Shawn Ravenfire

@ShawnRavenfire

All I can be certain of is that I seem to exist.

My last ever stand-up comedy performance, before scheduling problems got me out of the game:

https://youtu.be/69cShEPEQ...

Shawn Ravenfire on the United States Government - YouTube

January 16, 2019. Shawn Ravenfire at Bart & Urby's Lounge in Wilkes Barre, PA, trying out some new political material, after an awkward struggle with an unc...

The two "parties" are just two rival corporations in the business of selling political seats to wealthy special interest groups. Choosing one over the other is like choosing between Coke and Pepsi. They're both just going to rot your teeth. The only real difference between Democrats and Republicans is the marketing.

As for the politicians, they don't have to be appealing or persuasive or even reasonable. As long as people hate/fear one, they'll vote for the other, and vice-versa. More importantly, they'll donate money to the parties' campaign funds (even if it's the day of the election) with the same fanatical gullibility as someone sending in a check to a crooked televangelist.

Our system is not democracy. It's extortion.

The United States is not one nation, but many nations joined by an overbloated federal government and a media-manufactured monoculture. Imagine a North America where each cultural region is its own nation: Deseret, Acadiana, Gullah Geechee, New York Metro Area, Southern Florida, Dixie, Navajo, Lakotah, Cascadia, Coastal California, Appalachia, and of course, independent Texas, Alaska and Hawaii. Now ask yourself "why not?" Is it just fear of change?

Covid-19 is a rerun of Spanish flu. 2020s wokeness is a rerun of 1990s political correctness. Zumba is a rerun of dancercise. Gen-Z fashion is a rerun of Gen-X fashion. People hypnotized by phone screens is a rerun of people hypnotized by television screens. Murder hornets are a rerun of killer bees. Everything that happens today, for good, for bad, or for indifferent, has happened before. These are not "strange times" we live in. This is the way the world has always been.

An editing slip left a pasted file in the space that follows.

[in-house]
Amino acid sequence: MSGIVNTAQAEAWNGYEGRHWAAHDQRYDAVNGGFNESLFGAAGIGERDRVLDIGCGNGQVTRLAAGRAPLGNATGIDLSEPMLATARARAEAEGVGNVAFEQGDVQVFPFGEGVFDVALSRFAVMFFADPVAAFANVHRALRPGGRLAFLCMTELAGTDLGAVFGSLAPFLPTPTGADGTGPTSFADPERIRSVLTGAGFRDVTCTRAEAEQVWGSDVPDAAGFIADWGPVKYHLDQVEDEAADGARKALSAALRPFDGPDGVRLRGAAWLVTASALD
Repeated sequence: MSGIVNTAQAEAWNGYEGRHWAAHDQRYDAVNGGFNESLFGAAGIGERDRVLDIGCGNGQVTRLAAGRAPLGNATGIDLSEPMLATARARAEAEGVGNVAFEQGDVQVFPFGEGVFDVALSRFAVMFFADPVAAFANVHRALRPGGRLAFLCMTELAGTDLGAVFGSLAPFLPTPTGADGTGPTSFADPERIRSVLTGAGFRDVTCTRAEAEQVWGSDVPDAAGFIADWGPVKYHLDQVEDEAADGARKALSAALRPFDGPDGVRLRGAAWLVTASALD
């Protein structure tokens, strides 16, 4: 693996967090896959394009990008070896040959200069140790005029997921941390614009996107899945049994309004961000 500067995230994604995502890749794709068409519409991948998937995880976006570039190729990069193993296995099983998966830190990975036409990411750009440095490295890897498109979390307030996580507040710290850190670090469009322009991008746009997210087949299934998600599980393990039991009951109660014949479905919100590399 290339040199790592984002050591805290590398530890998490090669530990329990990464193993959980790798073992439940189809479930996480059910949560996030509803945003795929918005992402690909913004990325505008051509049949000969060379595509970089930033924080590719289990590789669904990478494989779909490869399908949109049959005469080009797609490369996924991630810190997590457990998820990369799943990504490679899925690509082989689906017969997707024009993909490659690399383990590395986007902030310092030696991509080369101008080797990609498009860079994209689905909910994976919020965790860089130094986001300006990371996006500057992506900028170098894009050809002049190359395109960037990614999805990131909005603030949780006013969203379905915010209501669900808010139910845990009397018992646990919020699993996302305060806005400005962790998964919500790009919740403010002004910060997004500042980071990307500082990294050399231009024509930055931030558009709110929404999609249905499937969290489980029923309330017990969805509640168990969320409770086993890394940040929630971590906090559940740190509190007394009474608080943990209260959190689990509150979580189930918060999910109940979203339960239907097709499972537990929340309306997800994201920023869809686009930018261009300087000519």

The Cold War was an interesting time in history. The time in which we are currently living is not. Case in point: So many of the best original movies of all time in a contemporary came out during the Cold War, but these days, most of the big movies are remakes, period pieces, or fantasy movies. There has been a sudden surge in digital technology which has not yet reached its full potential. People are fascinated with ancient Egypt, the Renaissance, the Roman Empire, the Old West, Pirates, Vikings, Victorian England, and Prohibition-era gangsters... but nobody is interested in the Byzantines, the Akkadians, the Roman Republic, Colonial America, or the Neolithic Era. We are living through the transition from one of the "interesting" periods of history to one of the "uninteresting" periods, and future generations will only consider us a footnote in the events leading up to whatever the next "interesting" era will be.

Eventually, we're going to get to a point where automation is doing the vast majority of the jobs, and 3D-printing will become so advanced, that most products can be created instantly and for virtually no cost. At that point, money will serve no logical purpose, and the whole socialism/capitalism debate will become moot.

The problem is that this transition won't happen overnight, and we're going to be seeing drastic increases in poverty and unemployment during the interim. Instead of our leaders struggling to maintain the status quo, what we all should be doing is putting together a think tank to devise solutions to make the inevitable transition to a moneyless technopoly as smooth as possible.

If ranked-choice voting is good enough for your local talent show, it should be good enough for your state.

If the necessary federal departments were privatized, and then hired as government contractors to the individual states, we would no longer have any need for a federal government. The states could call a constitutional convention and write a new constitution with a decentralized government. Just a simple bill of rights and an agreement on a financial aid plan, and each state could be essentially its own country.

The two major political parties are just two sides of one coin, working together to marginalize third parties and independents, and continue to con people into making campaign donations. It's a business. Neither side is actually serious about doing good for the nation.